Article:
That’s the official description, but most striking to me after a few days on the lovely grounds, was the complete lack of commercialism. Chautauqua feels like a neighborhood of people committed to learning, exploring, and enjoying time with family and friends without the disruptions of billboards, chain stores, television (which must be there, but I never saw one turned on), or other signs of the “real” world.

The participants are up early, going to programs, warmly talking with people sitting near them, and enjoying musical evenings in the 4,000 seat amphitheater. Chautauqua’s commitment to exploration and curiosity is evident from the library’s central location on the plaza.

Among the programs we heard over the course of the week, the highlights were a concert by Yo-Yo Ma and the Silk Road Ensemble, a lecture by Mr. Ma about the importance of culture in understanding other people, and a presentation by Barbara Stephenson, an American diplomat and head of the American Foreign Service Association. Stephenson spoke diplomatically (of course) about the challenges of international work and the role of music as a form of “soft power.” “When we make music together, we sometimes create a space of goodwill that allows us to take a risk, to set doubts, suspicions and even old enemies aside, to join hands as a world and walk together toward peace,” she said.

One day, I saw Ambassador Stephenson walking towards her hotel carrying a book so, naturally, I positioned myself to see what she was reading. This is it:

Not coincidentally I’m sure, Dennis Ross was also a speaker at Chautauqua last week. As a funny side note to this, I took the picture above (the one of her speaking) from the Chautauqua Daily. That’s our group sitting in the front row, right in front of the Ambassador.

My own Chautauqua reading was Asymmetry by Lisa Halliday. It had been on my list since reading the novel’s glowing reviews earlier this year. It is an intense and smart novel. Two seemingly unrelated stories, one about a young editor who has an affair with a older and very successful author and a darker story about an Iraqi-American man who is detained in Heathrow on his way to Kurdistan, overlap in ways that aren’t obvious at first, but ultimately reward a careful reading.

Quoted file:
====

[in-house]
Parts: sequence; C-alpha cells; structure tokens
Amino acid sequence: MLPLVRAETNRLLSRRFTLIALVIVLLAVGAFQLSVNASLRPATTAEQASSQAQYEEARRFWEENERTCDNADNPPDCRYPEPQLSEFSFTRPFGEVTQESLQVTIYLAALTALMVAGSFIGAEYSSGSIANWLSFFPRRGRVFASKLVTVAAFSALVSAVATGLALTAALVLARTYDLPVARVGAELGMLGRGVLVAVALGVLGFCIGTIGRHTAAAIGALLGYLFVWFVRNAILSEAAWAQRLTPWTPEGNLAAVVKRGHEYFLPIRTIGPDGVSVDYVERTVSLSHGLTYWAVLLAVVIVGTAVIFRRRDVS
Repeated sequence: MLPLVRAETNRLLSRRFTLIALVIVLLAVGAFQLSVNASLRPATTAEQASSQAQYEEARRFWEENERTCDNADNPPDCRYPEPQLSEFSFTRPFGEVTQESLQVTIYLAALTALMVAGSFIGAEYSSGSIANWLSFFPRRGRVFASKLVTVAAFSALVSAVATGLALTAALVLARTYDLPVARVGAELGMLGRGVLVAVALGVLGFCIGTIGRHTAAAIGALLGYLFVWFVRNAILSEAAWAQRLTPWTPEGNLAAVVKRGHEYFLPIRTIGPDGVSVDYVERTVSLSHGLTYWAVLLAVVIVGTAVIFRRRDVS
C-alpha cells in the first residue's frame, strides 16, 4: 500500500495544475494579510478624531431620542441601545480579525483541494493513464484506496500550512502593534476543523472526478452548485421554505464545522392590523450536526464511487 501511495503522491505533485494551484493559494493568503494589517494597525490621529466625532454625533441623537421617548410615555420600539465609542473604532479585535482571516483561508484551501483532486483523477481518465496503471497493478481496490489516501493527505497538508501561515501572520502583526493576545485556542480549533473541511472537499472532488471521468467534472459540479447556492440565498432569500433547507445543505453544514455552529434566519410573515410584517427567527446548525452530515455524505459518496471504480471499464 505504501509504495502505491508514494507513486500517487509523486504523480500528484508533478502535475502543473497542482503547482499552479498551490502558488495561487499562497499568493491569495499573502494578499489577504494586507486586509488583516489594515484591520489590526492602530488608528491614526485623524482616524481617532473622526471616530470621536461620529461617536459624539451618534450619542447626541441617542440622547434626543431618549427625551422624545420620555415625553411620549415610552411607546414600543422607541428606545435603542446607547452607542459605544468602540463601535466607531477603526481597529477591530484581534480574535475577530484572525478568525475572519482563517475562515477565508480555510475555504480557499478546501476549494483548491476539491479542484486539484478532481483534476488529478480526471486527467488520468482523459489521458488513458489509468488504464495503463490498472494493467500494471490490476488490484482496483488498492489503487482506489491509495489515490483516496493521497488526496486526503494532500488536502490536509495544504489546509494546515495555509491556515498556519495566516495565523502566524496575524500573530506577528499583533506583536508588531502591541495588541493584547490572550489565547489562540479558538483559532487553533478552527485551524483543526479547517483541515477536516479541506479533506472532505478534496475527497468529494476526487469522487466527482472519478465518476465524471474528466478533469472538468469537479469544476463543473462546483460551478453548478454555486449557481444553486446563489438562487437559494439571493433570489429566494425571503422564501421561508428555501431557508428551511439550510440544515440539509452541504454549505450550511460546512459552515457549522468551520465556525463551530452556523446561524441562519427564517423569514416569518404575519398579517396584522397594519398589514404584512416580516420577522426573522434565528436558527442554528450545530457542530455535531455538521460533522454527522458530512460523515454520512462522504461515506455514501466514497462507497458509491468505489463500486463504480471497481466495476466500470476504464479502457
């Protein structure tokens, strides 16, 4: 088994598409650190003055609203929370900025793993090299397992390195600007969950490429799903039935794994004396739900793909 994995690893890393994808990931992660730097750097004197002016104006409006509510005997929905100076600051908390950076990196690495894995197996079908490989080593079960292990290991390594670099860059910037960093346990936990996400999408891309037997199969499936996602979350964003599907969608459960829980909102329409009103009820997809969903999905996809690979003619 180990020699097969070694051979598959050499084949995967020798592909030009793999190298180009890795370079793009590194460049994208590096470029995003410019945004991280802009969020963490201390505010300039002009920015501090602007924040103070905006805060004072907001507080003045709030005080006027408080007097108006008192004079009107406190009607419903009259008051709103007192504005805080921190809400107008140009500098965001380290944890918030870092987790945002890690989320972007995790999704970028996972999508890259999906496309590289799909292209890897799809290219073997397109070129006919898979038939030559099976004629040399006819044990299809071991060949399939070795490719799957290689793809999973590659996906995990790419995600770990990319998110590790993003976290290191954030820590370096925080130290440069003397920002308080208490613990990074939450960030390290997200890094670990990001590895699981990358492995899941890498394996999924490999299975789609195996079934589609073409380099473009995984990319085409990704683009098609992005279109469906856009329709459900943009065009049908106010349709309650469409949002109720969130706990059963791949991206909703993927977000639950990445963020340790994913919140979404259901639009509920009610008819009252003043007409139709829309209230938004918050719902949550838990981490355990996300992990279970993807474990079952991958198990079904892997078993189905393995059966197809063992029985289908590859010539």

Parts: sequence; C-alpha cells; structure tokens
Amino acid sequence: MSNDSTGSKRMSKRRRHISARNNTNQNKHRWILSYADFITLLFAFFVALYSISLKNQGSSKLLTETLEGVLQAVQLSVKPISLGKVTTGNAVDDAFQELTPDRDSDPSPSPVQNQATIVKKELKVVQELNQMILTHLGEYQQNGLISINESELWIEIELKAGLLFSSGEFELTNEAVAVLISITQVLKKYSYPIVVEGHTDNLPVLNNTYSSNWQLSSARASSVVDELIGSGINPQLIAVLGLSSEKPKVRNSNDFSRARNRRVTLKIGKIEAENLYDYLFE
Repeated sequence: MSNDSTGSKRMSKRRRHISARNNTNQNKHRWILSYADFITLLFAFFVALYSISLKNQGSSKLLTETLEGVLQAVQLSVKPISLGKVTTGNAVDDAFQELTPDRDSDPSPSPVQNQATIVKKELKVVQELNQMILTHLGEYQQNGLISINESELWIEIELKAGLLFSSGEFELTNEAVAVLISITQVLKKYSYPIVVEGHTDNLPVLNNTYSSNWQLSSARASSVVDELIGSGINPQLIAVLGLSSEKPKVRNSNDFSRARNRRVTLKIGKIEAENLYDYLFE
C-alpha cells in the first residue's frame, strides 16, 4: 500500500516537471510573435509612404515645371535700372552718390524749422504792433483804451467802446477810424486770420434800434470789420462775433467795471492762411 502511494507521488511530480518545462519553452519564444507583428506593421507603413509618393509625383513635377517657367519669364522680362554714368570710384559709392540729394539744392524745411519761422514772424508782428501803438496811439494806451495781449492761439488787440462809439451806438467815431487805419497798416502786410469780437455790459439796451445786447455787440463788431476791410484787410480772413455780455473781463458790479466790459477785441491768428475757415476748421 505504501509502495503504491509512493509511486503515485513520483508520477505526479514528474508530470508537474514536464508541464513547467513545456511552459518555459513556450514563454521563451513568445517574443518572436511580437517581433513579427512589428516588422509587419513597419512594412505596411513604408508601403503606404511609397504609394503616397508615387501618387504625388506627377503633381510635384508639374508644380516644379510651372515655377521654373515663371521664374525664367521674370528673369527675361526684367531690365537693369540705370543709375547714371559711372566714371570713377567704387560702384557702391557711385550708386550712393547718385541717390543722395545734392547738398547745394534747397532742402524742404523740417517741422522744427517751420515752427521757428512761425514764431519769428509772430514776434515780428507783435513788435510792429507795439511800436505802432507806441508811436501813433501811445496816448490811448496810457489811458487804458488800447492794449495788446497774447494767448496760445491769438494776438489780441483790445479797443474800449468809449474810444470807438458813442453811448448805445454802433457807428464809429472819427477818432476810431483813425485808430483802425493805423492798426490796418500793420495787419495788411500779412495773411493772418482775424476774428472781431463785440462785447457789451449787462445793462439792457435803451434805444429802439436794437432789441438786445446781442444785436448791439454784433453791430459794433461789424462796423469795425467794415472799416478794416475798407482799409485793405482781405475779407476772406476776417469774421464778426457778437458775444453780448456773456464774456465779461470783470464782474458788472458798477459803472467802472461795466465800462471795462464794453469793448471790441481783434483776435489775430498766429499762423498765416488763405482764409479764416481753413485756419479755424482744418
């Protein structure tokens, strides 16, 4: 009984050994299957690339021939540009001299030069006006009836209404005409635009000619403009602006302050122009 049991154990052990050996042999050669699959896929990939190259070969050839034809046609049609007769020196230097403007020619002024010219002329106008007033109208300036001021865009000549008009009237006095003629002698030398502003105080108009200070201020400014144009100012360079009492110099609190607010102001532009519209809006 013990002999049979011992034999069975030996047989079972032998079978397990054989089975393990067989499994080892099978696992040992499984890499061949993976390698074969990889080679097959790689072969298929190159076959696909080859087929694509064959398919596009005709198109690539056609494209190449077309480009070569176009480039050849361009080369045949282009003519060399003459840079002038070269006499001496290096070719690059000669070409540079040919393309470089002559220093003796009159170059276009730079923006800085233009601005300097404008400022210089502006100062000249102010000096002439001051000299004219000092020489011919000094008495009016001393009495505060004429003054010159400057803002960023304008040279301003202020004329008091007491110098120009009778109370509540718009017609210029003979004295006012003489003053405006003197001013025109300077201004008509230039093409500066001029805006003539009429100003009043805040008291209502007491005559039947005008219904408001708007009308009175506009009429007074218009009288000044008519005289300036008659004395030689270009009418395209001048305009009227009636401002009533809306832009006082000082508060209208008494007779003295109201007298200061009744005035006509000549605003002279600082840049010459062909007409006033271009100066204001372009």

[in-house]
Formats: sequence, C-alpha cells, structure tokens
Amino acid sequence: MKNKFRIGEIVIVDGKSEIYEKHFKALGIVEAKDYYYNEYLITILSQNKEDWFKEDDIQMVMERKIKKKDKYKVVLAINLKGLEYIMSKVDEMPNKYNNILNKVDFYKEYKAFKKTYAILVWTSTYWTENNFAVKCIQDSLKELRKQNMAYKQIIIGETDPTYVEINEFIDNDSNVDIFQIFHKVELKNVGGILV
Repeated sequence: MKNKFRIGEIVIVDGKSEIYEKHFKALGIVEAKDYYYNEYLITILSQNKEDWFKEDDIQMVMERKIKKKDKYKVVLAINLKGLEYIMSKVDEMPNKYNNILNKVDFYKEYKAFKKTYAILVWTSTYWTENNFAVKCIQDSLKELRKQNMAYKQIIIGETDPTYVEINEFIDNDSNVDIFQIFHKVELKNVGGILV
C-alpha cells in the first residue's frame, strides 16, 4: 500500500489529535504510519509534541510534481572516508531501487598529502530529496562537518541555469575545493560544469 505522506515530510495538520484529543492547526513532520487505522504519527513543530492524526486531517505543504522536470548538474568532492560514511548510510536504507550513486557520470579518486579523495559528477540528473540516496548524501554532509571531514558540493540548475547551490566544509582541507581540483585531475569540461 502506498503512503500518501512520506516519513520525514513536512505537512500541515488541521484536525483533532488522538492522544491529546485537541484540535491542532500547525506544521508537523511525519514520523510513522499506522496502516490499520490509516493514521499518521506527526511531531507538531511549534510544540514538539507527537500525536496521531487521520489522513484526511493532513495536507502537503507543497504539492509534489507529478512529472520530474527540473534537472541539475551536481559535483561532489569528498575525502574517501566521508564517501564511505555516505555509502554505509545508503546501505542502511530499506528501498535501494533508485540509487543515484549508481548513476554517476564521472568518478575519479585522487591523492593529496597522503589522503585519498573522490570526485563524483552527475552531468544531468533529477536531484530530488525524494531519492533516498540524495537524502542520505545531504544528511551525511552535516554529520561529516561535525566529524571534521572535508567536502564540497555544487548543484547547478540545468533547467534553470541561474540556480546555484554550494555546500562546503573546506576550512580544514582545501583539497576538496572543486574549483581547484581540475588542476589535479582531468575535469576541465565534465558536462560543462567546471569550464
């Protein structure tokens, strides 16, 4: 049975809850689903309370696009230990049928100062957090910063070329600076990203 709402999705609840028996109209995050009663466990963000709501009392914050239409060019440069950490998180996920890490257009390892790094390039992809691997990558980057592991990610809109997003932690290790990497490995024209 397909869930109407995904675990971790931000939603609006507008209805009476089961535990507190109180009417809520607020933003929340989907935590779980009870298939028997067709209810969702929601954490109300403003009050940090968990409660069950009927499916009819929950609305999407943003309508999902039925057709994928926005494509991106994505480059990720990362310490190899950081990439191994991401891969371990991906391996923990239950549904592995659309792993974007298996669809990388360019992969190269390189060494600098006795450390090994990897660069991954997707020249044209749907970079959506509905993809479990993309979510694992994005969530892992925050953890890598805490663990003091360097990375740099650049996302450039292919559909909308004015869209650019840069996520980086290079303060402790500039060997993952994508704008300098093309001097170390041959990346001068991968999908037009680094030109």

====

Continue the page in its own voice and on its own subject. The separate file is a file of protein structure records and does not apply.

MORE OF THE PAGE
The only downside of the trip was the drive – it’s about nine hours from our house to Chautauqua which inspired us to plan book store visits on both ends of the trip. Our first overnight stop was in Ithaca, New York, home of Cornell University and Ithaca College. We enjoyed a wonderful meal at the Moosewood Restaurant and enjoyed browsing around Autumn Leaves, a good used bookstore with a lovely name in the central shopping area. I particularly like the cover of this book I saw in the store:

After our week in Chautauqua (which has its own small bookstore), we drove to Saratoga, New York, to place big bets at the racetrack ($2.00 per race except the one we risked – and lost – $5.00)!  We were choosing horses based on their names, rather than their past performances. Our losses were to be expected.

Our other priority was to visit Northshire Bookstore, the new location of a store we love in Manchester, Vermont. The Saratoga store is as perfect as the one in Vermont. They created the same perfect environment where every book seems like one you might want to read.

 

 

The next day we drove a bit out of our way to visit the Bookloft in Great Barrington, Massachusetts. The Bookloft is in a small shopping center and, at first glance, doesn’t appear to be the well-loved gem that it is. But it’s equal to Northshire in its well curated inventory, staff recommendations, and perfect setting for browsing.

I leave you with a monkey that we saw during our travels. I actually forget where now, but when I saw him reading, I thought – this monkey should be in my blog!  Happy reading and enjoy the end of your summer….